Although condominium associations in Texas are private entities governing developments, this does not mean that they are outside the reach of public law. Of the many rules and regulations that condominium associations must abide by, federal law is the strongest. Regardless of their status as a private entity, associations may not do anything that goes against a federal law, and as federal law changes, so must the practices of condominium associations. All condominium associations must respect laws like the Helping Families Save their Homes Act of 2009, the Fair Housing Act, and the Americans with Disabilities Act.
The next set of governing restrictions comes from Texas state law. Just as Texas associations must abide by federal law, associations cannot take any action that is outside the realm of what is allowed by Texas law. The Texas Property Code, with acts like the Uniform Condominium Act, can directly control what actions condominium associations are allowed to take. Finally, condominium associations are governed by the local ordinances, codes, and regulations of the city or county in which they are located. This means that what is legal is Austin may not be legal in Houston. Because the associations are governed by these laws, it is important that property owners boards stay familiar with the current laws and how they are changing.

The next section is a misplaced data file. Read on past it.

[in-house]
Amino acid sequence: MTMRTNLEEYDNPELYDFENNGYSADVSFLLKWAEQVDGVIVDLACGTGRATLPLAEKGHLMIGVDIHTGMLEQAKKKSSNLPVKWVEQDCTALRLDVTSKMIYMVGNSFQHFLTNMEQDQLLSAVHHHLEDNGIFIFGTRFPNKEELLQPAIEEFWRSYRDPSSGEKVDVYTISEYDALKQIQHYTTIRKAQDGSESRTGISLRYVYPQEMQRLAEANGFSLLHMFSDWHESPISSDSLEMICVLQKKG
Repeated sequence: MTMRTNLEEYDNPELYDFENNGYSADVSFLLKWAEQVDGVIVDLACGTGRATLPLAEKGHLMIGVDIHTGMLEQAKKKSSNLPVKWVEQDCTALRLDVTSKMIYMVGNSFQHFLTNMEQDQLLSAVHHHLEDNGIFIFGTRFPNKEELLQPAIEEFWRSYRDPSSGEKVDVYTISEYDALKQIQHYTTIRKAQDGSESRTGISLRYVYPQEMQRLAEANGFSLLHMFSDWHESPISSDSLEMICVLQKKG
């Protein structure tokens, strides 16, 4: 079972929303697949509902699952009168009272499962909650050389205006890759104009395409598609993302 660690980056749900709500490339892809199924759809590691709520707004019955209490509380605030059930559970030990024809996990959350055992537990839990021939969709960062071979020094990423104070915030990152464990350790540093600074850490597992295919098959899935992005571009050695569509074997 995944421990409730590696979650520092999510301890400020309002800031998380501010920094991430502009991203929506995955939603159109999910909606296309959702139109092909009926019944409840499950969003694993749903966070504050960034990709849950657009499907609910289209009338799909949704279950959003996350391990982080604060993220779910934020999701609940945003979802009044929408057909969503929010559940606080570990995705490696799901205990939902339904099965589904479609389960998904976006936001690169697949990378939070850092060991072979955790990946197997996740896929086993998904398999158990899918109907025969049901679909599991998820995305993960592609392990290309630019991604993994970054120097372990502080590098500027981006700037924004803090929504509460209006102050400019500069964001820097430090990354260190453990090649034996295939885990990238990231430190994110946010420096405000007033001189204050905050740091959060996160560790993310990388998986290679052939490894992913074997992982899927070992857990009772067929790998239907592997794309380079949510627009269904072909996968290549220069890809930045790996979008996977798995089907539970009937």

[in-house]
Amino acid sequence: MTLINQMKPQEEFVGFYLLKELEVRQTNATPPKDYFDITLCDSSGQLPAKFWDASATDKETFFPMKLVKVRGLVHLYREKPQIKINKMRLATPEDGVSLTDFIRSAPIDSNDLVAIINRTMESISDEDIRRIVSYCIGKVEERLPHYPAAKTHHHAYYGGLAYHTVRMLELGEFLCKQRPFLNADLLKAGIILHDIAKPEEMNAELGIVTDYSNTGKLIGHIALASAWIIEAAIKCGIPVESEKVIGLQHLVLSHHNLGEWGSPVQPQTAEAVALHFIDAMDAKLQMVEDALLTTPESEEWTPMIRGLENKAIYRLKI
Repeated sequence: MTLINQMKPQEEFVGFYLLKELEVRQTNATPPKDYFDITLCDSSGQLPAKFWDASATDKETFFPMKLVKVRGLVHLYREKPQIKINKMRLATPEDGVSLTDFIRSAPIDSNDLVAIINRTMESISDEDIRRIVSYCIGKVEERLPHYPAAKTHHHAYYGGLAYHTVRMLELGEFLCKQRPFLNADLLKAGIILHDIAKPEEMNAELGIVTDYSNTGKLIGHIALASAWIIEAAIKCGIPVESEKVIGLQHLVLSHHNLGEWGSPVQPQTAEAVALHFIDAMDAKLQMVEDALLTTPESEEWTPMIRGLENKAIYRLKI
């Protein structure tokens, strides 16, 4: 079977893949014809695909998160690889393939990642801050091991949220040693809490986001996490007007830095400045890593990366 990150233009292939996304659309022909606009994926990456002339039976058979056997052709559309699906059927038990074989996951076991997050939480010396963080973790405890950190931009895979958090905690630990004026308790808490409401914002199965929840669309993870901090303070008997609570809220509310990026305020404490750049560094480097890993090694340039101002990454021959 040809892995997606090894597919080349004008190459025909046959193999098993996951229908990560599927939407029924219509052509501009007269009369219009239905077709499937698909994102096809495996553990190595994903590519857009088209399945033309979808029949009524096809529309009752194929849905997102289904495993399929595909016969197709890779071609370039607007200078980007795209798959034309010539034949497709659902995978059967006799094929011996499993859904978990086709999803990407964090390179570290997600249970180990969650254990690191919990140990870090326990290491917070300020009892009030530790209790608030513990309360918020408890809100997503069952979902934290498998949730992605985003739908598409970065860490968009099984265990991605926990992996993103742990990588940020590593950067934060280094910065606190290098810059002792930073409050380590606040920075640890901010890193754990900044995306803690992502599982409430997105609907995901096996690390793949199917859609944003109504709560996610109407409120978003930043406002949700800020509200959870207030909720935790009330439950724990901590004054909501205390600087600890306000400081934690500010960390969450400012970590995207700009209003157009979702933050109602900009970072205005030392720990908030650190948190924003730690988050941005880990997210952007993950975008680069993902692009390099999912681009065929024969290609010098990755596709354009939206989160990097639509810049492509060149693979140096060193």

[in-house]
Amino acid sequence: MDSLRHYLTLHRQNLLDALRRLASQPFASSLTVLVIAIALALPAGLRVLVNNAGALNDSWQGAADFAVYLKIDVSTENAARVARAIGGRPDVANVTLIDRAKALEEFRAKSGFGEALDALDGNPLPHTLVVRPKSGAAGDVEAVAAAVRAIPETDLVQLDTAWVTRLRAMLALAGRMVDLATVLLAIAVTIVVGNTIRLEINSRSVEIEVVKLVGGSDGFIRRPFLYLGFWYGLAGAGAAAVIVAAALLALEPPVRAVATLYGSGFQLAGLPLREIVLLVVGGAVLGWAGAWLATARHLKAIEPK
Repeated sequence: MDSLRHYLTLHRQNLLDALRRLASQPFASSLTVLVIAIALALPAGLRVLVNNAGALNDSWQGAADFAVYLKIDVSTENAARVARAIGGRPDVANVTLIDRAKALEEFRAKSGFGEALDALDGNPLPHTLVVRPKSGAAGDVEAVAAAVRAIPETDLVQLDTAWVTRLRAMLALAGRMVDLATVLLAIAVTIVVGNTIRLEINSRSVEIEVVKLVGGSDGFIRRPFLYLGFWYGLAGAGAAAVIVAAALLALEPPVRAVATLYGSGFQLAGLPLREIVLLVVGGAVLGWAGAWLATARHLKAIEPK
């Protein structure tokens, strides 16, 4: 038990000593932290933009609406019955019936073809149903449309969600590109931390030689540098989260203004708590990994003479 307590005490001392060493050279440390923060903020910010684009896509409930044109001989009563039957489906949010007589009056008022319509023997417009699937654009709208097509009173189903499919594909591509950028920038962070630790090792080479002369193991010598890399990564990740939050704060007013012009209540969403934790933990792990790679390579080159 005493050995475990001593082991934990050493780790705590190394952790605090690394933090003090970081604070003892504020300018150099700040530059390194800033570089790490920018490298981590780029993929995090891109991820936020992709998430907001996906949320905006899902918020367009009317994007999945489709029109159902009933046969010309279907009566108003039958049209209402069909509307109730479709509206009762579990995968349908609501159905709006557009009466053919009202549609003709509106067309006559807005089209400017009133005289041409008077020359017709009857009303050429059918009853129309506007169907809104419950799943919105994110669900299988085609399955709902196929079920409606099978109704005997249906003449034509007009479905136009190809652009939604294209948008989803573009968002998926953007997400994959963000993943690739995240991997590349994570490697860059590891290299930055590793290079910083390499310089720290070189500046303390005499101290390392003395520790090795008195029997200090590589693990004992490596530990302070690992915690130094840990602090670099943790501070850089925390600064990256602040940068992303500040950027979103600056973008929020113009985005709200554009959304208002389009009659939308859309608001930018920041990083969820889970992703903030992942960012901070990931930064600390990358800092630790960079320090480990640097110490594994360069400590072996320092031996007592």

Texas Condominium associations are also governed by any documents relating to the property that are properly adopted and recorded with the county real property records. The recorded documents that govern are usually created by the individual developments. These typically include the recorded declarations, CC&R’s, articles of incorporation, and bylaws – in order of superiority. The bylaws must be in line with the articles of incorporation, which must be in line with the declaration, for example. The key to this is that the document that created the development, whether that be a declaration or a CC&R, will always rule (as long as it is within the legal limits set out by public law). These documents created by the developments are recorded with the county and treated as official legal documents, and the condominium associations must give them that level of reverence.
The final, and weakest, governing power on condominium associations are the policies and practices of the condominium association board. When the board makes a rule or implements a policy, it must be respected as long as it complies with all public law and recorded documents.
***This article was prepared by Rachel Robinson and edited by Austin Lawyer Chloe Love.